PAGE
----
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A very Happy New Year from the corner office at Midori House. We broke for the holidays properly exhausted after a remarkable run-up to Christmas. Highlights of the last few weeks of 2011 included a wonderful reception to celebrate our Danish survey hosted by Copenhagen’s ambassador to Washington; an intimate round of cocktails in New York for our clients and key collaborators; a similar reception in Hong Kong; a party at Midori House with a performance by Sharleen Spiteri; and all wrapped up with a mini summit hosted by our colleagues from Winkreative looking at the forces that will shape 2012.

As the event coincided with the closing of this issue, it’s no surprise that “charm” (the lack of it and greater need for it) topped the agenda. As you will have noticed in this issue, we’ve identified that charm is the key ingredient that’s not only missing in the service sector but also in the media, government and many corners of business. As our editors argue, charm cannot be engineered overnight by simply putting more smiling faces on a reception desk or attempting to come off all warm and cosy by adding a few cushions to your lobby or making more informal announcements on an airline.

Charm is a fine art that’s particular and highly volatile and that changes from setting to business sector and cultural environment to national characteristic. Charm is also easily lost and near impossible to replace – particularly when someone wielding a PowerPoint presentation comes wandering in talking about “efficiencies” and “consumer journeys”.

For those cities, businesses, institutions and diplomatic enclaves that still know how to turn on the charm, 2012 and beyond should be particularly kind to them as consumers and partners are going to be keen on re-assuring experiences, warm environments, personal relationships, extended courtships and being dazzled by both individuals and companies with a twinkle in their eye and also a keen focus on detail.

By chance, our focus on charm has neatly coincided with our first travel guide on Japan. Having made 10 trips to the country over the past year, Japan’s greatest appeal is its charming and hospitable disposition. In the wake of the 11 March disaster I received countless emails from readers asking whether it was safe to go and, if so, when they should travel. My response was – immediately. If you’re not big on sweaty patches that rapidly spread in the summer heat of Tokyo or Osaka, then Japan is best avoided in the high and humid summer months but Daikin and Mitsubishi are air conditioning powerhouses for this reason, so with a bit of planning it can still be enjoyable.

The greatest challenge for Japan is mastering the art of selling itself – particularly as a tourism destination. Various attempts have been made to sell its “cool” side and also promote the spirit of “yokoso” (lost on 99 per cent of the world) when the focus should be on service, seamless infrastructure and its people.

Japanese modesty is of course wonderfully charming but it’s terribly frustrating when you’re too reserved to talk about your greatest features and don’t even acknowledge that you’re world leaders in the rather complicated businesses of running clean and punctual trains, managing delightful inns and piloting world-class airlines. For the past 50 issues we’ve made it quite clear that we’re huge fans of Japan and our travel guide underlines our passion for the place. So smitten are our editors (particularly Mr Hugo Macdonald, who oversees all things design related) that as we proofed the pages most of us were trying to find excuses to get back as soon as possible.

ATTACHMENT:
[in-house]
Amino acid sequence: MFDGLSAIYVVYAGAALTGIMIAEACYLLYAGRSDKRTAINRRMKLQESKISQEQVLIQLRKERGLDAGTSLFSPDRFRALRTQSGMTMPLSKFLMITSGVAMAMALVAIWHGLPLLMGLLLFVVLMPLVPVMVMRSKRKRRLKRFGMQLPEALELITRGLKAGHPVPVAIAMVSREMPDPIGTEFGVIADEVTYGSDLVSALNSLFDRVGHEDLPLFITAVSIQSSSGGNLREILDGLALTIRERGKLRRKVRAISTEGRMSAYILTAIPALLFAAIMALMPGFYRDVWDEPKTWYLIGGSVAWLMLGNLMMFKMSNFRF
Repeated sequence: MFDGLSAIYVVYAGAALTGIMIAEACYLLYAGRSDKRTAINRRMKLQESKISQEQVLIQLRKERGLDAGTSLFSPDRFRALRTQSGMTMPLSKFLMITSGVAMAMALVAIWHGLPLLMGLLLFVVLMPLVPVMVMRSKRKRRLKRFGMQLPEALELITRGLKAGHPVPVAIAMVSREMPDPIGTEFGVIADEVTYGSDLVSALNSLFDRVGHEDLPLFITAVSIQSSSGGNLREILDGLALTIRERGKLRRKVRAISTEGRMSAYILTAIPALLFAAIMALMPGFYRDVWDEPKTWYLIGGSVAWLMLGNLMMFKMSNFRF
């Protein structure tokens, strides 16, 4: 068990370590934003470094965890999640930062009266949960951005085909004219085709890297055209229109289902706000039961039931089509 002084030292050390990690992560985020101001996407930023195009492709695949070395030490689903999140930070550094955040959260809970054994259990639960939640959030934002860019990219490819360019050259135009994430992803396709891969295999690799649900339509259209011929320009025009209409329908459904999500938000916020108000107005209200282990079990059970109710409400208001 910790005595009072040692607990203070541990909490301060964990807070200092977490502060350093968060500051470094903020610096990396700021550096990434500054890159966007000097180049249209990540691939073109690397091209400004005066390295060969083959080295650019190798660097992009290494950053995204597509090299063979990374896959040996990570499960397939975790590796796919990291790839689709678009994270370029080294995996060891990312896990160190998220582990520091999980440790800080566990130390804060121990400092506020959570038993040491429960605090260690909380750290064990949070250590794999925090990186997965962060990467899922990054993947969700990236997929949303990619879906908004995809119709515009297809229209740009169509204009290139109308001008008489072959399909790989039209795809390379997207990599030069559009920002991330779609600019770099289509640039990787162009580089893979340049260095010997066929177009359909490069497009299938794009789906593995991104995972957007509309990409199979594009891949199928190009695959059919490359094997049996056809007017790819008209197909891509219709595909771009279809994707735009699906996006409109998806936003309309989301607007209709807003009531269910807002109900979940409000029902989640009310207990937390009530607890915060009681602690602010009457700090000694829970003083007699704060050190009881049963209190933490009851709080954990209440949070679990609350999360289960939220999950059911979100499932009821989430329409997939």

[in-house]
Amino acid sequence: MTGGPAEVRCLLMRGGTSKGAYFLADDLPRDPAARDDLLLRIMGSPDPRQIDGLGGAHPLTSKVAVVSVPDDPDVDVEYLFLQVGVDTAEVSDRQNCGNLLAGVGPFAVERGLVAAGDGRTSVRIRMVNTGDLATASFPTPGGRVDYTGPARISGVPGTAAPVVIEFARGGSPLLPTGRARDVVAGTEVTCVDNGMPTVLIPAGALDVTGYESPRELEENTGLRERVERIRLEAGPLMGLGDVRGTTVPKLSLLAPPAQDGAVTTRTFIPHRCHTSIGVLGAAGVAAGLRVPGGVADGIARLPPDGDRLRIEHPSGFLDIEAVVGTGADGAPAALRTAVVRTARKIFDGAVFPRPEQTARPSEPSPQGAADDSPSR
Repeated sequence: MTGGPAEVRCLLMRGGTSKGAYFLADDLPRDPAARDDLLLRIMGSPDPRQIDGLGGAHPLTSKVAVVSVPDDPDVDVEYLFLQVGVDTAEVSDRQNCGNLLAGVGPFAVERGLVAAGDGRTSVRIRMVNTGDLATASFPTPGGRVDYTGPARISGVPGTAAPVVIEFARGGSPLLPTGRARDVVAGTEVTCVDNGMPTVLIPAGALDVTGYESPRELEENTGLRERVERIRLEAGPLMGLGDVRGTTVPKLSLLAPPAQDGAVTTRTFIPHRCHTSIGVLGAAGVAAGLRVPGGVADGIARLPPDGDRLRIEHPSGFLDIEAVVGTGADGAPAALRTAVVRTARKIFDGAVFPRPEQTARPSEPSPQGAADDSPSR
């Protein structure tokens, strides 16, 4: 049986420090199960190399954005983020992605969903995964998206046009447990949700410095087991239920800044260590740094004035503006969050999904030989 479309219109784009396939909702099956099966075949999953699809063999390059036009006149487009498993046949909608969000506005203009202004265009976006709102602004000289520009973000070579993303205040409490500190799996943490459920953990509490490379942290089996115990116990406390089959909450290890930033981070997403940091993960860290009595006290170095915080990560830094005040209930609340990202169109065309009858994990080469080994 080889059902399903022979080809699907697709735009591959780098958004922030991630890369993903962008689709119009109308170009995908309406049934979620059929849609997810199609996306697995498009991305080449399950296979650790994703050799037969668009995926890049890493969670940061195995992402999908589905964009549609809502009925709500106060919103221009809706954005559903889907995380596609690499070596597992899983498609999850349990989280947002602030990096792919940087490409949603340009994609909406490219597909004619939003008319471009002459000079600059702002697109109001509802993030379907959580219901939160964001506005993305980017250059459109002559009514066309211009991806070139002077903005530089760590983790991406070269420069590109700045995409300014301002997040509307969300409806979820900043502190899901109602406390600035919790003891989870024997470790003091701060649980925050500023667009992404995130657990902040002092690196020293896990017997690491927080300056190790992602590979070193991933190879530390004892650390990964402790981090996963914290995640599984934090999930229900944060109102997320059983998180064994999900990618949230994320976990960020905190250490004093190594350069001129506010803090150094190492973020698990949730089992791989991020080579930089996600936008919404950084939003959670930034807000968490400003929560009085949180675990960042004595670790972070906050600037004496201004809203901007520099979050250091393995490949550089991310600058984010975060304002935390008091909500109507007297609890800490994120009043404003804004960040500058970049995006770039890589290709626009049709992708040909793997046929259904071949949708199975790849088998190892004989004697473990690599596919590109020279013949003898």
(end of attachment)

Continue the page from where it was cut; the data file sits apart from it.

Japan might be an economic basket-case and not quite the leader that it once was but if you’re in need of an early 2012 pick me-up that will fill you with business, design and management ideas, there’s still no better place to go and soak up smart solutions to urban planning, office development, convenience store retail and transport infrastructure.

In our culture section, we focus on the recently opened Tsutaya Books (see page 91) and its audacious focus on slow, quality media rendered on a massive plot of land in the heart of Tokyo’s Daikanyama district. This is a perfect example of how you can deliver a completely charming experience that’s wholly box-fresh; it’s a shining model of how Japan is peerless when its comes to rethinking what retail needs to be in a world increasingly dominated by a digital consumer narrative.

As we look out across 2012, we’ll be keeping an eye on Mitteleuropa and wondering what opportunities lie behind the façades of Budapest. We’ll be spending more time in Turkey as the country continues to bolster its position as a key player in aviation, diplomacy and infrastructure. And there’ll be more flights to Brazil as the country gears up for the Rio+20 conference in June (with the World Cup and Olympics not far away).

Washington will also be a more frequent stop as the race for the White House heats up and you’ll be hearing more from us around the clock as we expand Monocle 24 with more programmes and specials dotted across the schedule. Next issue marks five years for our little project, so we look forward to raising a glass as we touch down in our key markets over the coming months. As ever, you can find me at Thank you again and all the best for 2012.

For more from our editor in chief, read his column in the ‘FT Weekend’.

×The Globalist


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